ROTC Offers Many Opportunities to Excel
In Army ROTC, it’s not all classroom and field training. There are many opportunities for you to get to know your fellow cadets outside of class and increase your skills in a variety of areas. Learn more about these events and activities below.
Considered as the “varsity sport” of ROTC, Ranger Challenge team members accomplish more before 8am than most college students accomplish in an entire day. Like other varsity sports, tryouts are required to make the team. Majority of training takes place in the Fall semester to prepare for the Regional competition with the ultimate goal of representing the Roadrunner Battalion at the National Ranger Challenge Competition held in West Point. Events focus on military skills such as physical fitness, foot marching, combat casualty care, land navigation and other technical focuses.
This group presents the colors at high profile campus activities and at selected events throughout San Antonio. A senior serves as the Cadet OIC.
The Bataan Memorial Death March is a 26.2 ruck march through the high desert terrain of White Sands Missile Range in New Mexico. This march is conducted to honor and commemorate the heroic service members who were forced in the original Death March during World War II, sacrificing their freedom, health, and in many cases, their very lives. Priority will be given to Cadets based on APFT, GPA and organizational involvement. A senior serves as the OIC. Learn more here.
Each year tens of thousands of runners and spectators come to Washington, DC to join in this race classic. Produced by the U.S. Army Military District of Washington, the Army Ten-Miler proceeds support Army Morale, Welfare and Recreation, a comprehensive network of support and leisure services designed to enhance the lives of soldiers and their families. The race starts and finishes at the Pentagon, passing by DC landmarks including the Lincoln Memorial, Washington Monument, and the Capitol Building.
The mission of the Army Ten-Miler is for the Military District of Washington to safely conduct the Army’s annual 10-mile race to promote the Army, build esprit de corps, support fitness goals, and enhance community relations. Learn more here.
(Cultural Understanding and Linguistics Program) This program allows cadets to apply for a month-long summer program to work with a foreign military organization, take a language course or participate in an humanitarian project in a developing country. The program’s objective is to create army officers who are more experienced in dealing with foreign cultures. Learn more here.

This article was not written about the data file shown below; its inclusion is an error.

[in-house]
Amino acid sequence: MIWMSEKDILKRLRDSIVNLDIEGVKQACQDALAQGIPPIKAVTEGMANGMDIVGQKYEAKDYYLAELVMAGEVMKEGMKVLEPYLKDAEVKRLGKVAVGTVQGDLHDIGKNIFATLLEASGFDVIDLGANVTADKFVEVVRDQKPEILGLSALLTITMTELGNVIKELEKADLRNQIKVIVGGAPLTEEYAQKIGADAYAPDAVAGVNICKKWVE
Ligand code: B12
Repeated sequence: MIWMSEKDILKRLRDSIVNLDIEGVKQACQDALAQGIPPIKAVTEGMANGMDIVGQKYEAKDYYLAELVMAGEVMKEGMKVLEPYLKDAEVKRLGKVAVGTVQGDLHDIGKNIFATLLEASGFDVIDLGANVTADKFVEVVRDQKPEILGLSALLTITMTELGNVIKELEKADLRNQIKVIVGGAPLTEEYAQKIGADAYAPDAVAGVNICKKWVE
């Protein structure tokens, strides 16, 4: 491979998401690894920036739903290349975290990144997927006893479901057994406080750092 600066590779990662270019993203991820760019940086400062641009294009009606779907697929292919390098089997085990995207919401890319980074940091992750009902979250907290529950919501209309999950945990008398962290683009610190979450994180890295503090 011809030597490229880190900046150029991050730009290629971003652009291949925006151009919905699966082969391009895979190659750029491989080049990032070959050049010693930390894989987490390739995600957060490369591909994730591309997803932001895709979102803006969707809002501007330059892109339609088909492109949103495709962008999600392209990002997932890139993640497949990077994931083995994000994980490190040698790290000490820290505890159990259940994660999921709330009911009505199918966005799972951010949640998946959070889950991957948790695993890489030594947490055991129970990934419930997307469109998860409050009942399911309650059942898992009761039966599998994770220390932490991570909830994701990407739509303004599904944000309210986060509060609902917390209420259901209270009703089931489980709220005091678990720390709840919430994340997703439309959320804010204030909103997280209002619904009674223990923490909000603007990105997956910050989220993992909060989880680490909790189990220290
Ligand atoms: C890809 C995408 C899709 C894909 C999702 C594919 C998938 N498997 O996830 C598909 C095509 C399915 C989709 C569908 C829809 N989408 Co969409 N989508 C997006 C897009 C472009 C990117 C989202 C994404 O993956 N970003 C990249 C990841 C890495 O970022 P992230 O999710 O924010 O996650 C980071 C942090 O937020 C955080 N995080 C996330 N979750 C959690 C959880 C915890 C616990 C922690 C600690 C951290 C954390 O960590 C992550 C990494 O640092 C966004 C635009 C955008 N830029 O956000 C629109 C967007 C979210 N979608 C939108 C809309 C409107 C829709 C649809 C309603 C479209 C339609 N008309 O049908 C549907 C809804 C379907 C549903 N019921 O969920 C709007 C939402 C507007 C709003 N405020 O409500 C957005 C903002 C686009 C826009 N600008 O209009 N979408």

The Cadet Troop Leader Training provides Cadets the opportunity to experience leadership in Army Table of Organization and equipment (TO&E) units over a three to four week period. Cadets serve in lieutenant-level leadership positions in active-duty units. Platoon Leader positions have a 3-4 week duration depending on the hosting unit and location. Assignments include units that are located CONUS and OCONUS. Cadets are assigned a unit mentor, and are provided on-post lodging and meals via a Dining Facility. This program is exclusively designed for MS III Cadets before and after completion of the Leader Development and Assessment Course (LDAC). Learn more here.
Limited quotas for volunteer airborne training at Fort Benning, Georgia, are available to cadets who qualify. Applicants must have passed the airborne physical examination and attained the appropriate score on the APFT. Successful completion of this training entitles the cadet to wear the Army Airborne Badge. The three weeks of training are divided into ground, tower, and jump week. Ground week concentrates on building individual skills, such as, the parachute landing falls. Jump week consists of 5 successful jumps. Learn more here.
Air Assault Training
Successful completion of this course allows the cadet to wear the Air Assault Badge. Requirements for selection are the same as for Airborne training. This 11-day school is designed to teach air assault skills and sling-load operations, improve basic leadership skills, and instill the Air Assault spirit. During the course, cadets face such challenges as an obstacle course, physical training, rappelling, troop ladder, rigging and sling leading, road marches, and evaluations. The cadet can attend the Air Assault course at Schofield Barracks, Hawaii, or Fort Campbell, Kentucky. Learn more here.
Northern Warfare Training Course (NWTC)
Highly motivated and physically qualified cadets may apply for NWTC. The three-week training period is designed to familiarize the cadet with winter operations, to include a River Phase and a Glacier Phase. The rivers, mountains, and ice fields of Alaska provide a physical and mental challenge as well as tactical experiences in a mountainous region. Learn more here.
Mountain Warfare Training
Mountain Warfare School is on the slopes of Vermont’s Green Mountains. “Tough” is a good way of describing the winter phase of the Mountain Warfare School. In two weeks, soldiers learn to ski and snowshoe. They patrol through waist-deep snow, using altimeter barometers instead of compasses. They climb 30-feet walls of solid ice, perform crevasse rescues, and learn survival skills. Learn more here.